Civic Beautification

Historical Essay

by William Issel and Robert Cherny

continued from part three

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New City Hall, shown here around 1930, with the Civic Auditorium at left and Main Library lower right.

Photo: Private Collection, San Francisco, CA

San Francisco was no exception. The force of the “City Beautiful” movement struck San Francisco between the late 1890s and 1910 when James Phelan and the Association for the Improvement and Adornment of San Francisco worked to implement their belief that the redesign of the city's physical environment would increase social harmony and enhance San Francisco’s prosperity and growth. Phelan believed that San Francisco needed statues, monuments, parks, parkways, great plazas at the focal points of grand boulevards, and stately public buildings in the Beaux Arts style in order to dramatize its potential as “the capital of an empire.”(32) Phelan’s convictions grew out of his experiences as president of the Bohemian Club and the San Francisco Art Association, his vice-presidency of the California World’s Fair Commission in 1893, and his service as the manager of the California exhibition at the Chicago World’s Fair. He also helped inaugurate the Midwinter Fair in San Francisco (1894).

In 1899 Phelan unsuccessfully put his influence as mayor behind a proposal to extend the Panhandle of Golden Gate Park downtown to the intersection of Van Ness Avenue and Market Street. Five years later, no longer mayor, Phelan and the presidents of the Bohemian Club, the Pacific Union Club, and the Art Association organized the Adornment Association, which published a list of planning objectives for the city. The formation of the association coincided with Reuben Hale’s proposal that San Francisco host a world’s fair and with growing public discussion within the business community about San Francisco’s need to maintain its attractiveness to tourists and prospective investors in the face of competition from southern California. Even before Phelan began his term as first president of the association, he asked Daniel H. Burnham, the nation’s leading city planner, to provide a comprehensive design as the basis for a campaign to secure public support for an “imperial” San Francisco along the lines of Athens, Paris, and Washington, D.C.(33) Judd Kahn has shown that “founders of the association, by and large, were longtime San Franciscans and members of the city’s social and economic upper crust.” The Burnham plan that they commissioned included measures to reduce traffic congestion, increase commercial efficiency, and enhance aesthetic pleasure. In addition, elements in the plan provided citizens, in the view of the architect himself, “a lesson of order and system, and its influence on the masses cannot be overestimated.”(34)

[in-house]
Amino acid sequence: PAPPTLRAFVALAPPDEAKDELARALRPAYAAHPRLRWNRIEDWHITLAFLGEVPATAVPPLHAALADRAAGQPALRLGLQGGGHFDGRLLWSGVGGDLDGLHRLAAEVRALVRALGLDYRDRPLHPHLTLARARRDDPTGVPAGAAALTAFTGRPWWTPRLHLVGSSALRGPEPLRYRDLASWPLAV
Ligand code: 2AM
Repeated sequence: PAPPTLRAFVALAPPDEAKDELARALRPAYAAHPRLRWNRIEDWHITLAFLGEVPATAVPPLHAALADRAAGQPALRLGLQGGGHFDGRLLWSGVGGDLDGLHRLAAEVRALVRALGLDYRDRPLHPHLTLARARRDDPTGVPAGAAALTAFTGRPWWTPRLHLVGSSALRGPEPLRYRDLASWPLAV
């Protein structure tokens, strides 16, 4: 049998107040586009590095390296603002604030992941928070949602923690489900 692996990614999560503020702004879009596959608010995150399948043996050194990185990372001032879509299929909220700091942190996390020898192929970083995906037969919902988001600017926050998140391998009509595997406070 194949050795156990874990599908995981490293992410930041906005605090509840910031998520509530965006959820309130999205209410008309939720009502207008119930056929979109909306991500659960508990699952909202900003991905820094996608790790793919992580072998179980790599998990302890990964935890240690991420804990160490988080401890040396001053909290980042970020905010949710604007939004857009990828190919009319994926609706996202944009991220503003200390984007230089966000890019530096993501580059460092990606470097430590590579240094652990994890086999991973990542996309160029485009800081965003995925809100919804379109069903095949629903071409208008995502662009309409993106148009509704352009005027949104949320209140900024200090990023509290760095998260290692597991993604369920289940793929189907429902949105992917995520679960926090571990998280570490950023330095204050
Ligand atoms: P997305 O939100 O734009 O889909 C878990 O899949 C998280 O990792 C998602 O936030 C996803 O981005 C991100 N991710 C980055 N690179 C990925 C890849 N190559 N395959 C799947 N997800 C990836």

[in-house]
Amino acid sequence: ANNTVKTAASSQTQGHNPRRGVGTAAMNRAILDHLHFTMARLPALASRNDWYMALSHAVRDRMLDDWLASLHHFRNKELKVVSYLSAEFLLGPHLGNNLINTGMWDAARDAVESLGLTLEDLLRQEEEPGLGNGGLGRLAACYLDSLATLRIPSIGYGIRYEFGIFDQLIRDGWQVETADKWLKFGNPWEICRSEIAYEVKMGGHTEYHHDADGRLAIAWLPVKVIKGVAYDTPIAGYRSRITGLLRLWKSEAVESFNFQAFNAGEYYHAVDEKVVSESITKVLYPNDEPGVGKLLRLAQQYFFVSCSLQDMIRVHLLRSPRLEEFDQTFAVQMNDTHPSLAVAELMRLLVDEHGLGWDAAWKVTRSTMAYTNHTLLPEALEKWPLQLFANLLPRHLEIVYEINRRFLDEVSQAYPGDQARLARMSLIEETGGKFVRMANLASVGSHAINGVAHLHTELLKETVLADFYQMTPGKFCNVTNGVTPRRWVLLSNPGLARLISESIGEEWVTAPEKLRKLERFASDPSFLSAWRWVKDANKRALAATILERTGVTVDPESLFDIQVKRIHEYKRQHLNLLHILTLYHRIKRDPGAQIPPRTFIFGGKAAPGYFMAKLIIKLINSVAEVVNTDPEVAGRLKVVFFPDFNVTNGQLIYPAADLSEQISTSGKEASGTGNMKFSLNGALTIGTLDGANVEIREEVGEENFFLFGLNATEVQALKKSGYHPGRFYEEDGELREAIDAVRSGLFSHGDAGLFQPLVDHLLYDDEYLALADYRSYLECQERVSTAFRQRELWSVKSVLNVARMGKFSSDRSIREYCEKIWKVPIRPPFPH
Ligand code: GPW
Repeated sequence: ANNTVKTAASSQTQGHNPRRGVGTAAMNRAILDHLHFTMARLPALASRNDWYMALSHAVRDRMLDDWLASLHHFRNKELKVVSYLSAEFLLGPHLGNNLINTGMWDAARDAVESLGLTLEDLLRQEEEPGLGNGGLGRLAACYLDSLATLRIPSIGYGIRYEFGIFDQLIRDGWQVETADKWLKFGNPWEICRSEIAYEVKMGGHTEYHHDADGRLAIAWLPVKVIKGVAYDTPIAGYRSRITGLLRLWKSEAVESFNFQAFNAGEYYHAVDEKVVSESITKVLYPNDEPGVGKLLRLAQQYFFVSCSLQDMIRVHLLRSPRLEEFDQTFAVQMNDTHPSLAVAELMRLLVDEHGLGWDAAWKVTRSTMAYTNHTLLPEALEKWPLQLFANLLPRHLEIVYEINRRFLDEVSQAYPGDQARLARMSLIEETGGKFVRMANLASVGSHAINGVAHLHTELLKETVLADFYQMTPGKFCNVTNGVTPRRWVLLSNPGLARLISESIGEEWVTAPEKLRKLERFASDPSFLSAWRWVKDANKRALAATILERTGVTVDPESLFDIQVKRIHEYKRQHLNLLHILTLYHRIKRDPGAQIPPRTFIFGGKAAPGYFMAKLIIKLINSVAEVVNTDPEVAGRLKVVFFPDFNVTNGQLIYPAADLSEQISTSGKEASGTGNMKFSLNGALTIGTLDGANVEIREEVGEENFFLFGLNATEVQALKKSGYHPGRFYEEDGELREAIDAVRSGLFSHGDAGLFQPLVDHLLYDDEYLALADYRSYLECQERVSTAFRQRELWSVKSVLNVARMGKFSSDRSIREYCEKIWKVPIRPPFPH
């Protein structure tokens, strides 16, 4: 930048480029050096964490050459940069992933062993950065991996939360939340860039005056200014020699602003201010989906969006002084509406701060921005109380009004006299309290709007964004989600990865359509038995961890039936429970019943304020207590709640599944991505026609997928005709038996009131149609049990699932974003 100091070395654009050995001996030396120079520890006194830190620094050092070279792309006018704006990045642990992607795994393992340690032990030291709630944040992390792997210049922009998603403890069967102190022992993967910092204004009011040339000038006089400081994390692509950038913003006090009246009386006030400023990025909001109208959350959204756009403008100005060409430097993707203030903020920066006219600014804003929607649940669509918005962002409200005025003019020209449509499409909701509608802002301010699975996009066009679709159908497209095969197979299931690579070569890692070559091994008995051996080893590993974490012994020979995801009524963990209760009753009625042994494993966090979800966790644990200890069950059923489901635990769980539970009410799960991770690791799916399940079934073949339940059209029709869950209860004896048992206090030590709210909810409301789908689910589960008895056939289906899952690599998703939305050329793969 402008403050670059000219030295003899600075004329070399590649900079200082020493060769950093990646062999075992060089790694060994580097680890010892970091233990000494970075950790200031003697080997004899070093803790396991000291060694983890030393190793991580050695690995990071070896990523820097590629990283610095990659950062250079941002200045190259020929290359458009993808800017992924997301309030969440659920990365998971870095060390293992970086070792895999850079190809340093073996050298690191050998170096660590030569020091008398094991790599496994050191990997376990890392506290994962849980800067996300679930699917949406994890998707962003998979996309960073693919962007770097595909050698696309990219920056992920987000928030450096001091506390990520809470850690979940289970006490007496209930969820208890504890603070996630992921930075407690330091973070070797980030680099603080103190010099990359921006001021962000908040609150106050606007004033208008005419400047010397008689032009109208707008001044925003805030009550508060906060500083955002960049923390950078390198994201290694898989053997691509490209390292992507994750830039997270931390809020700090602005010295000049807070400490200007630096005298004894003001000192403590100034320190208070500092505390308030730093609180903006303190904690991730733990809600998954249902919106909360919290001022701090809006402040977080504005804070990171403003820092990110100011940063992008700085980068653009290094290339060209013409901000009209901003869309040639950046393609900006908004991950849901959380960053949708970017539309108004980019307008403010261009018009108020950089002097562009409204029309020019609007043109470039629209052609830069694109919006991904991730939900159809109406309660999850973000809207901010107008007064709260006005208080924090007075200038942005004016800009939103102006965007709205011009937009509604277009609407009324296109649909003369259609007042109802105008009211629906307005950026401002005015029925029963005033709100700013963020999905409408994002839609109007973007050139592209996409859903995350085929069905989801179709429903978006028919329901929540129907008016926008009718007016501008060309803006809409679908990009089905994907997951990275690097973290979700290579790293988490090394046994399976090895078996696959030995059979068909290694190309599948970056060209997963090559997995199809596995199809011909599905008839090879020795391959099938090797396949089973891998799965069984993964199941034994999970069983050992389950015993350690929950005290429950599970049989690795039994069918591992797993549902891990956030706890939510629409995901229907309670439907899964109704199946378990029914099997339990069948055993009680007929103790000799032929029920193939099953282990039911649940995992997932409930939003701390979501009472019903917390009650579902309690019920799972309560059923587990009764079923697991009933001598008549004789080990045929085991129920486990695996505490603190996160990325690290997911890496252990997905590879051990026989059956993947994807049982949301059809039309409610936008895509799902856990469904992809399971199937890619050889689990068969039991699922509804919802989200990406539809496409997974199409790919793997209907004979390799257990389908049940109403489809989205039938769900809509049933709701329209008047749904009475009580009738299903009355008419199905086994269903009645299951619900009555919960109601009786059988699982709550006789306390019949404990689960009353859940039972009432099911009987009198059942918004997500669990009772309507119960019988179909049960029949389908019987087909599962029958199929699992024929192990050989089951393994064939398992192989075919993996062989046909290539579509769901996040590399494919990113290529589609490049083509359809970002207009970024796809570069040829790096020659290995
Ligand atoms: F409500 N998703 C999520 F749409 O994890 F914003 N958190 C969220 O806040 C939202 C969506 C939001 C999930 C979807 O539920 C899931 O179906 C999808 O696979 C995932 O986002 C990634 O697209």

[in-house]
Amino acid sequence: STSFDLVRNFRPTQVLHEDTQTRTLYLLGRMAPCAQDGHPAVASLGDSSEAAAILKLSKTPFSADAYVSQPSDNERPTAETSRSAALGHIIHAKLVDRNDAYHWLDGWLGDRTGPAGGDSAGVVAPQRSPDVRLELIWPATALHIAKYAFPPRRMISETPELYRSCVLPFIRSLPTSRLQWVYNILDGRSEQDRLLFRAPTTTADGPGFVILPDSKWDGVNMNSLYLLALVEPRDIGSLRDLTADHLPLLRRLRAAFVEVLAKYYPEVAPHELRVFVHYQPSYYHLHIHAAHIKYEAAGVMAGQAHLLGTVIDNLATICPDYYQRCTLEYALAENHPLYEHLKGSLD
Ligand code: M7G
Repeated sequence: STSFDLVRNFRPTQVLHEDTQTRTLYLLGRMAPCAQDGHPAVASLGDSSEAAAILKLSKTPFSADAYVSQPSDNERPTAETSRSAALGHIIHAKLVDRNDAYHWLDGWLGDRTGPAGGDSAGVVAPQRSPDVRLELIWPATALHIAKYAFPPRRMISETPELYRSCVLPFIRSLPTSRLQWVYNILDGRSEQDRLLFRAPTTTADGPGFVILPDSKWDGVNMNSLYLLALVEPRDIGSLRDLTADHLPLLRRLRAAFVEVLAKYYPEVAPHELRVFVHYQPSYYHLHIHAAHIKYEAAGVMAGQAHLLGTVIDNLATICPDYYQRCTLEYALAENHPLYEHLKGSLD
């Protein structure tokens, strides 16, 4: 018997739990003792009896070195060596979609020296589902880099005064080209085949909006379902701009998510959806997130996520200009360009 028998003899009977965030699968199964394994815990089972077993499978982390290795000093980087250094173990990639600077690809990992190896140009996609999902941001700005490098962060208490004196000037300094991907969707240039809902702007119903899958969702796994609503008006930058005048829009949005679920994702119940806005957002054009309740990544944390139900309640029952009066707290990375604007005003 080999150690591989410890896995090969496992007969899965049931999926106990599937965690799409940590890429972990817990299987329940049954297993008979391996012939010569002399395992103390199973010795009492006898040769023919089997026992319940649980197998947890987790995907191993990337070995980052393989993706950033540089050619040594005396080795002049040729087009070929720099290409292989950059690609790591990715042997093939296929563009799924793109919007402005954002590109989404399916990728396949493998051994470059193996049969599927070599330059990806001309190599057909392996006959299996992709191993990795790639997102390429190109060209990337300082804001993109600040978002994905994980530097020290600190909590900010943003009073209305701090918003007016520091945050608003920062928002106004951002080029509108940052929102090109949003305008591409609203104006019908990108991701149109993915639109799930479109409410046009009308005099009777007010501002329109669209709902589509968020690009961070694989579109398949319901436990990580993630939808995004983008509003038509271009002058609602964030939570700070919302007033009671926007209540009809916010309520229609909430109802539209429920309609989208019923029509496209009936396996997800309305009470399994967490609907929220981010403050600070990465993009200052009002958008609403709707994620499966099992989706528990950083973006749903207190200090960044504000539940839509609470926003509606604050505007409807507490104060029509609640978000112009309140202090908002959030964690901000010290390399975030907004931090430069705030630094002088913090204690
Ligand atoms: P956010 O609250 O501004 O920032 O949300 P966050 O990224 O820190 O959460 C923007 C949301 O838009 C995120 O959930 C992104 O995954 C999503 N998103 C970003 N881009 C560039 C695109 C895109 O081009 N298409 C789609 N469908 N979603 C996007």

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A version of the Burnham Plan's reorganization of urban arterials and street patterns.

Burnham’s belief in the uplifting potential of his proposals never received a test. Neither the strongest supporters of the plan nor its staunchest opponents would agree that city government ought to exercise the sweeping powers over private property necessary for the implementation of a comprehensive city plan. Unwilling to trust the electoral process because they could not control the outcome, Phelan and his fellow reformers probably decided “to leave the Burnham plan as an inspiring ideal at which to aim [rather] than to try to enact it by a political process that might weaken the very basis of social stability.”(35)

Although the Burnham plan had come and gone by 1910, well-to-do San Franciscans continued to support policies designed to provide cultural uplift by contributing to the establishment and the support of public museums, art institutes, libraries, and concert orchestras. Like Phelan and the Adornment Association, and like their counterparts in New York, Boston, and Chicago, San Francisco’s leading cultural philanthropists turned to cultural policy primarily for social purposes. As Helen Lefkowitz Horowitz has put it in describing the Chicago case: “Disturbed by social forces they could not control and filled with idealistic notions of culture, these businessmen saw in the museum, the library, the symphony orchestra, and the university a way to purify their city and to generate a civic renaissance.”(36)

In San Francisco, as elsewhere, only a small proportion of individuals carried out the bulk of the cultural philanthropy. In San Francisco, as elsewhere, philanthropists exuded self-confidence as they assumed leadership roles that they regarded as properly their own. They turned to cultural policy with certainty in their conviction that the best people should shape the city’s culture rather than with anxiety about their status as arbiters of taste.(37) San Francisco did depart from the norm in the relatively large proportion of Roman Catholics and Jews who played key roles in the development of major cultural institutions. Chinese, Japanese, and black San Franciscans, however, played no more active a role in shaping the city’s cultural policies than they did in other American cities, and racial exclusion remained the norm throughout the period in this as in other aspects of public policy formation.(38)



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Excerpted from San Francisco 1865-1932, Chapter 5 “Culture and Moral Order”

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